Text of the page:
Aurel Scheibler


26 Jun - 05 Sep 2009

© David Schutter
after GSMB vRU x5, 2006/07
Oil on canvas
52 x 65 cm

ScheiblerMitte Charlottenstr. 2 (in the alleyway), 10969 Berlin

Duration: 26 June - 5 September 2009
Private view: 25 June 2009

Group show with: Jonathan Bragdon, Tom Chamberlain, Öyvind Fahlström, Neil Gall, Nico Glaenzel, Mark Lombardi, Alexander Schellow, David Schutter, Jorinde Voigt, Michael Wutz

Curated by Rebeccah Blum and Jennifer Bork

Crisis—whether personal or global—is the quintessence of a breakdown of a previously established and allegedly stable order. It is the expression and outcome of doubts in values, goals, maxims of orientation, and thus a direct threat to the individual. A significant imbalance in favor of chaotic forces can lead to the need for a secure system of order, a clear observance of rules. The loss of an organizing principle triggers the fear of a loss of orientation or even personality, making continual balancing of chaotic, liberal, and anarchic tendencies with structural order essential.
Chaos and order thus need not be understood as an antagonistic dichotomy; rather, they are interdependent and in this way related to Chinese philosophy’s
complementary principle of yin and yang. Yang reflects the principle of the sun, yin that of the shadow. They alternate rhythmically yet form a whole that refers to the ambivalence of all that is. Shadow/Existence addresses this ambivalence in its notion of presence and absence. One’s own shadow cannot exist alone but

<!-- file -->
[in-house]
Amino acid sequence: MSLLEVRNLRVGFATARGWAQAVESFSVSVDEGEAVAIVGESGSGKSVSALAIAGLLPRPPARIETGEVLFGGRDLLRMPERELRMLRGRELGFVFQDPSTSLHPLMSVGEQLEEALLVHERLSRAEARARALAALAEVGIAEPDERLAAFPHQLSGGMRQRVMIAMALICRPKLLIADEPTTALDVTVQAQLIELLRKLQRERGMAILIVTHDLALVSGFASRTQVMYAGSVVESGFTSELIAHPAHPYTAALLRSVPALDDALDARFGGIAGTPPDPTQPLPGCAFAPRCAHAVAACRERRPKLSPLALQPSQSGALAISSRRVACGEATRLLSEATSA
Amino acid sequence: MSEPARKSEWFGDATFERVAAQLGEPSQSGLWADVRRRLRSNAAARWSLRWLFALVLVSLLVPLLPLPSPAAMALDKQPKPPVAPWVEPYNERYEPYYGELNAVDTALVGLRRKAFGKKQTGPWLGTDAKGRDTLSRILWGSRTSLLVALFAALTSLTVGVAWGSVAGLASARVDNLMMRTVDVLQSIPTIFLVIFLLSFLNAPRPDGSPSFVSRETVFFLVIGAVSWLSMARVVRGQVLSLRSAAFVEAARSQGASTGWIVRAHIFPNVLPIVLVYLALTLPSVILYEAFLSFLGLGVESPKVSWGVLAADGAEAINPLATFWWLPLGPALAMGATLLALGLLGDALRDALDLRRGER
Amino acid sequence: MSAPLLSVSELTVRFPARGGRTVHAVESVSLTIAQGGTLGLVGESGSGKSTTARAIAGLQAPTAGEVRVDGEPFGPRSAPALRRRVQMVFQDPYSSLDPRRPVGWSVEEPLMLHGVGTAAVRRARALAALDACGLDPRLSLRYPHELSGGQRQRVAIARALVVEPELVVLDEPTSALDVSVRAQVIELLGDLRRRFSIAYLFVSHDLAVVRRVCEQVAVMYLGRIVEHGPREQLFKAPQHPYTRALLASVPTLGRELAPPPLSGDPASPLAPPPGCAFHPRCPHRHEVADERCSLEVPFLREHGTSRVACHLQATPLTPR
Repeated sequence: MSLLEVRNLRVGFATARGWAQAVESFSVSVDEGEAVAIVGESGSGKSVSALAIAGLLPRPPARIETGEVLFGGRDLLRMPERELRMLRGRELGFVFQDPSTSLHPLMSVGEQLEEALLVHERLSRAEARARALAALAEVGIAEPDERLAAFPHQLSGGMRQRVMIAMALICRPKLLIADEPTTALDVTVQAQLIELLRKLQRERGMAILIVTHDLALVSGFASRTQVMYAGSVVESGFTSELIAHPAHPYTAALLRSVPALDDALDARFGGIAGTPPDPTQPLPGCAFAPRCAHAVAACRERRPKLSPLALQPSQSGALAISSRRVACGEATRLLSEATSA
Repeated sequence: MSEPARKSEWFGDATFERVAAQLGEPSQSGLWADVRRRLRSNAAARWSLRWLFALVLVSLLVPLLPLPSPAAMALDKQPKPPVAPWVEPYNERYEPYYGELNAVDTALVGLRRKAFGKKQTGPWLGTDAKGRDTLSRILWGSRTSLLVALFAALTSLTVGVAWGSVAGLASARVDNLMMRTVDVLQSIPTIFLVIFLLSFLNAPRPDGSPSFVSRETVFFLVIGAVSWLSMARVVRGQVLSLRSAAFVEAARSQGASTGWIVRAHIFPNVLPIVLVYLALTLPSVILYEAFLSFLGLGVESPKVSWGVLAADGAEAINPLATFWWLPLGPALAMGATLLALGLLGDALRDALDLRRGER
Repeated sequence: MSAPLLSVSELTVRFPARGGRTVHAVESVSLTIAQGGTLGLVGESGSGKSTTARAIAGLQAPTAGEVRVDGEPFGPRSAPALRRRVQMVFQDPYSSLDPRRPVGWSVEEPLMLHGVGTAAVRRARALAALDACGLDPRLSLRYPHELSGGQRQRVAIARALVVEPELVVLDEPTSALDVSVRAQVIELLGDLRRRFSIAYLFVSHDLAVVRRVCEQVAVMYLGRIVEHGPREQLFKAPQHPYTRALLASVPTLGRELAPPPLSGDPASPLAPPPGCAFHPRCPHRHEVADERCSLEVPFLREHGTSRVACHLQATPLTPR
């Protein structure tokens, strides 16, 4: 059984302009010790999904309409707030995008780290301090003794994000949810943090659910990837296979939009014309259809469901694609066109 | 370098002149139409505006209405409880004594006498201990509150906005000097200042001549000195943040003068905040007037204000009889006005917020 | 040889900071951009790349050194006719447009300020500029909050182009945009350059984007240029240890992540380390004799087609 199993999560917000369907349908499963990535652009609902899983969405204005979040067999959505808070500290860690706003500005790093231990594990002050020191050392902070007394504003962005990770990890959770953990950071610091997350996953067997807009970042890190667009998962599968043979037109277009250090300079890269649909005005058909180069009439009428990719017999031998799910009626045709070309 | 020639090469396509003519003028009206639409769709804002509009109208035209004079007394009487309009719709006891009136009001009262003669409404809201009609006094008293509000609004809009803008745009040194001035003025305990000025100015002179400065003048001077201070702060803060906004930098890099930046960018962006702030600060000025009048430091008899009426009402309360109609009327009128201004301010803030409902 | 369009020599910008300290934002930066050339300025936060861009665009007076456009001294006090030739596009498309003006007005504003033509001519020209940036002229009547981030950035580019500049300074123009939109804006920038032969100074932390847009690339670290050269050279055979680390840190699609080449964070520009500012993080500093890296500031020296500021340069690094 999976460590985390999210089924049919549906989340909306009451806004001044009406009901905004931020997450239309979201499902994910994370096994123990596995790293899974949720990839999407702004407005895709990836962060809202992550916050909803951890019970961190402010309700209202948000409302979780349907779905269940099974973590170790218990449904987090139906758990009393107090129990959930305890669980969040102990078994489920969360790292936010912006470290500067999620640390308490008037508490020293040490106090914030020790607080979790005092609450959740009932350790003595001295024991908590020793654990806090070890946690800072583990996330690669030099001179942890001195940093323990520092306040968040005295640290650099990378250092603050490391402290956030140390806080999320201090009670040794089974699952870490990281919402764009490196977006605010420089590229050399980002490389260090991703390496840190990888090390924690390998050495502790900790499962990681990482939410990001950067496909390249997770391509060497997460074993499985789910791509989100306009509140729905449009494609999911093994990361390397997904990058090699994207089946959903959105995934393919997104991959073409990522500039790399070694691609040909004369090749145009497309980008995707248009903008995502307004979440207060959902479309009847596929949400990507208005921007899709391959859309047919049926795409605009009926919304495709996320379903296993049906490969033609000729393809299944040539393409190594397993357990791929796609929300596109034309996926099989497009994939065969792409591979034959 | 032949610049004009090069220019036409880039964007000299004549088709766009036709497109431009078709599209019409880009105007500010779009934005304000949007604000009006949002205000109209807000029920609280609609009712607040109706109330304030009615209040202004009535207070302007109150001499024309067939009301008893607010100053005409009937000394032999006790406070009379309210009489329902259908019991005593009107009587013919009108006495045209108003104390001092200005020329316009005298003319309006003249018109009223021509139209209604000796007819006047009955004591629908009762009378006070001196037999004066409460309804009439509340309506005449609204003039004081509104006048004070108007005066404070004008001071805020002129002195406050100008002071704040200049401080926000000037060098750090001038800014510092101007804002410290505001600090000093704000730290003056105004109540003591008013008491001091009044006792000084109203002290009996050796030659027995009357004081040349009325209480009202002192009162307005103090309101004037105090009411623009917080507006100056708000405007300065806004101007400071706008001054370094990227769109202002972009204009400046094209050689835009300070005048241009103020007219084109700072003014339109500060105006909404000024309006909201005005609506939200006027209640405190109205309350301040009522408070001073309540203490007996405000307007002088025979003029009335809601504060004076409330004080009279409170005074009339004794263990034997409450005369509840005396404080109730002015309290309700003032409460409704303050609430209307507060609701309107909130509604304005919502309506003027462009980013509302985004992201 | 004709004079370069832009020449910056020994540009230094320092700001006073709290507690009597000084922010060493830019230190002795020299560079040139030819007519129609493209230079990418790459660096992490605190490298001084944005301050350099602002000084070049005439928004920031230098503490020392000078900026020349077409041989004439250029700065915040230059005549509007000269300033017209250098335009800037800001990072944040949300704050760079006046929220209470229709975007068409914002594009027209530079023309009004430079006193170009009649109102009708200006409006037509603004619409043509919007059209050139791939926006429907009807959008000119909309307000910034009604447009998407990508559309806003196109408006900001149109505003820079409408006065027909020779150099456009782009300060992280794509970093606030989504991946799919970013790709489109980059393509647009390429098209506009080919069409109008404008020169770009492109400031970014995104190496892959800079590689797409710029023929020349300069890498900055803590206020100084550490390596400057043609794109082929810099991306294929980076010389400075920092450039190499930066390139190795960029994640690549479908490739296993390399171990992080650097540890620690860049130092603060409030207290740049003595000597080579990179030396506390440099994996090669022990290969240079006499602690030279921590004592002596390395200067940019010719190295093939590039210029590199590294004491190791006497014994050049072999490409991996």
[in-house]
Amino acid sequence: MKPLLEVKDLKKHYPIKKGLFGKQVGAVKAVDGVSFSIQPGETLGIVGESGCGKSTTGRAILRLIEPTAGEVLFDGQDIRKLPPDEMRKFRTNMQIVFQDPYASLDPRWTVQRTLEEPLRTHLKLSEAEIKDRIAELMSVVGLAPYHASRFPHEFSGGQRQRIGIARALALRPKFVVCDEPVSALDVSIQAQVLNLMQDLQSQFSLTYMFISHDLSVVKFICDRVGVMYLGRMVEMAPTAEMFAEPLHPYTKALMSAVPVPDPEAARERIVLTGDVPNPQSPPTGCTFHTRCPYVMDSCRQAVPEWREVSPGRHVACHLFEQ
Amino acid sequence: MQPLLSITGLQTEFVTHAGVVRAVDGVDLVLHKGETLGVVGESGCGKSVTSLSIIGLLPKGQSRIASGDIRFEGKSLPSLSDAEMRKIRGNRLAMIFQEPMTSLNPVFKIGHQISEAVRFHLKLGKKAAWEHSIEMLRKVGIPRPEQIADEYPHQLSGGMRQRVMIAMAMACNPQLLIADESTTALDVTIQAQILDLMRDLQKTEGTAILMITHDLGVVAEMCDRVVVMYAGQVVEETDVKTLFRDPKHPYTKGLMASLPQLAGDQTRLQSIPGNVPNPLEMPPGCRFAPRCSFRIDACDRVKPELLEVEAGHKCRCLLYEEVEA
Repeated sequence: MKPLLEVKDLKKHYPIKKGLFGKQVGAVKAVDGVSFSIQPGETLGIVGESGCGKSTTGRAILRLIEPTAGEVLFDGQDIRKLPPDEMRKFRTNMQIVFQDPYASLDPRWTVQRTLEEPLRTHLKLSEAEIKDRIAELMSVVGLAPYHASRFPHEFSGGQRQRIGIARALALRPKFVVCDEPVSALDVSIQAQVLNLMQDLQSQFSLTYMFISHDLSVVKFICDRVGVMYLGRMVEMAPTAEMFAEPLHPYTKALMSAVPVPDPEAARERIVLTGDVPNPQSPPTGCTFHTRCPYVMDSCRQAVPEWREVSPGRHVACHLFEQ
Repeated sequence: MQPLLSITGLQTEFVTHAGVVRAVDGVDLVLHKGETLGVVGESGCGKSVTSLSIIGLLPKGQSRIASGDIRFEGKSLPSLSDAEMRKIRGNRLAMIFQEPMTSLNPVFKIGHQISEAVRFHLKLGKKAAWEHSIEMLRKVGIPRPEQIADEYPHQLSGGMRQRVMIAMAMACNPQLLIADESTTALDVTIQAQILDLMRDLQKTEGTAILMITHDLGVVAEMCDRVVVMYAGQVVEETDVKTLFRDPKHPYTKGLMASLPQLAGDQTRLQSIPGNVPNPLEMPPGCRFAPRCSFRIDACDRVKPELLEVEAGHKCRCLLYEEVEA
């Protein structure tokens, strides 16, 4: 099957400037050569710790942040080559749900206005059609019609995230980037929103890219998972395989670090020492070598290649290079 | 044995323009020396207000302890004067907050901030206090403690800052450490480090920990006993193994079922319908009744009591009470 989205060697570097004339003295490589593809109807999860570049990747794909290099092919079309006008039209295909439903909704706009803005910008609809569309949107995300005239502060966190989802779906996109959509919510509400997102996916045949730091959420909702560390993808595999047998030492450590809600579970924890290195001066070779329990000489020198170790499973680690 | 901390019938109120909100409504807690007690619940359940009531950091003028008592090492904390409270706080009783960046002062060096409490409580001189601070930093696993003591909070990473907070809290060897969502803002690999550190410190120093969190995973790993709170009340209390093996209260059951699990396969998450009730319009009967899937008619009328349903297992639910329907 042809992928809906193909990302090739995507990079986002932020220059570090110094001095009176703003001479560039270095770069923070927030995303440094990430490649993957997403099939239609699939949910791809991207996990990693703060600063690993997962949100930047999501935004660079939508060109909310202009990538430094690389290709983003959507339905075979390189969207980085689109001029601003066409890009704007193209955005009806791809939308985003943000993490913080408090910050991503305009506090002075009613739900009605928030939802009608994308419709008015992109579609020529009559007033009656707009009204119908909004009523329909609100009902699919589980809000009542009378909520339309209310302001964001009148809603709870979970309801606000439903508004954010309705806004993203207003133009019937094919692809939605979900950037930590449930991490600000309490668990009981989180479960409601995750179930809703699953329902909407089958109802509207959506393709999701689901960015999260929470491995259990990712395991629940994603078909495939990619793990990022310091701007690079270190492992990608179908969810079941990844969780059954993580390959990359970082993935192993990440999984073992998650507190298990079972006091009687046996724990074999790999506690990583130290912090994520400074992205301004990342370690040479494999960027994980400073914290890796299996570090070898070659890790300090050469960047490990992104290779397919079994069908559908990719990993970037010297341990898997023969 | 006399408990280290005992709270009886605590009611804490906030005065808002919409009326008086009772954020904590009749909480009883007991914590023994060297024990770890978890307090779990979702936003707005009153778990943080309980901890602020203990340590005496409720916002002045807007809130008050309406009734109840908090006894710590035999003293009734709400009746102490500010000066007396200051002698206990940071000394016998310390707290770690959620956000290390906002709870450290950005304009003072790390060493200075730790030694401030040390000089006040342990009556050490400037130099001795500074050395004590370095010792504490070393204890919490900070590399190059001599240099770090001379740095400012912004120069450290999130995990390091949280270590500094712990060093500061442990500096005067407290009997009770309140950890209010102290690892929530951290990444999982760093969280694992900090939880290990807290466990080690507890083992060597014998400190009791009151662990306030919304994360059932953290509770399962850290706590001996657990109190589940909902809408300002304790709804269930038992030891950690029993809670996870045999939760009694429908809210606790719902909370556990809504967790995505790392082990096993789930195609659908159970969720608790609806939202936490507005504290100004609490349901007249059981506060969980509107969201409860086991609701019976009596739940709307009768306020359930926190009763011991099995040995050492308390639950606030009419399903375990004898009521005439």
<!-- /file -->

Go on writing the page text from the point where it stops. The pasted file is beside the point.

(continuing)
requires a source of light and an object. It is not representational and not present yet carries the trace of presence within. The shadow requires a referent, which it simultaneously produces by confirming its existence. Often the expression of the mysterious, the unknown, the unknowable, the shadow nevertheless functions as evidence of our humanness.
All of the works in Shadow/Existence operate according to a structuring principle that should offer definite order, yet are characterized by an ambivalent, shadowlike existence. The works are situated between chaos and structure, appearance and dissolution, figuration and abstraction. They depict reconstructions of memory that defy representation, depict moral and social limbos, or create structural possibilities of orientation in abstract visual and acoustic spaces.

Tags: Jonathan Bragdon, Tom Chamberlain, Öyvind Fahlström, Neil Gall, Mark Lombardi, David Schutter, Jorinde Voigt, Michael Wutz